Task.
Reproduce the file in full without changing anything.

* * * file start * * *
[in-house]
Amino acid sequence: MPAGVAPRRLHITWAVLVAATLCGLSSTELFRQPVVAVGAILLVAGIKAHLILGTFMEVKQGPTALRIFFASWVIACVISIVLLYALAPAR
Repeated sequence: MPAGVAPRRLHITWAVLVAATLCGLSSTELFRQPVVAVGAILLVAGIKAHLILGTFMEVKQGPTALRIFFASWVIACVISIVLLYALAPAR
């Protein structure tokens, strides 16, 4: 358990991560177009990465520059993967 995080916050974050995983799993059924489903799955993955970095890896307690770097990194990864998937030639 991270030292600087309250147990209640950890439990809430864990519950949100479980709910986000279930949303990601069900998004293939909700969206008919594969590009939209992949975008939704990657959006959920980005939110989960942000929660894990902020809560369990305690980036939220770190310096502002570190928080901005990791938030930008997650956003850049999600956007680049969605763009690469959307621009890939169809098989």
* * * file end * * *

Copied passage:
[in-house]
Amino acid sequence: MPAGVAPRRLHITWAVLVAATLCGLSSTELFRQPVVAVGAILLVAGIKAHLILGTFMEVKQGPTALRIFFASWVIACVISIVLLYALAPAR
Repeated sequence: MPAGVAPRRLHITWAVLVAATLCGLSSTELFRQPVVAVGAILLVAGIKAHLILGTFMEVKQGPTALRIFFASWVIACVISIVLLYALAPAR
């Protein structure tokens, strides 16, 4: 358990991560177009990465520059993967 995080916050974050995983799993059924489903799955993955970095890896307690770097990194990864998937030639 991270030292600087309250147990209640950890439990809430864990519950949100479980709910986000279930949303990601069900998004293939909700969206008919594969590009939209992949975008939704990657959006959920980005939110989960942000929660894990902020809560369990305690980036939220770190310096502002570190928080901005990791938030930008997650956003850049999600956007680049969605763009690469959307621009890939169809098989």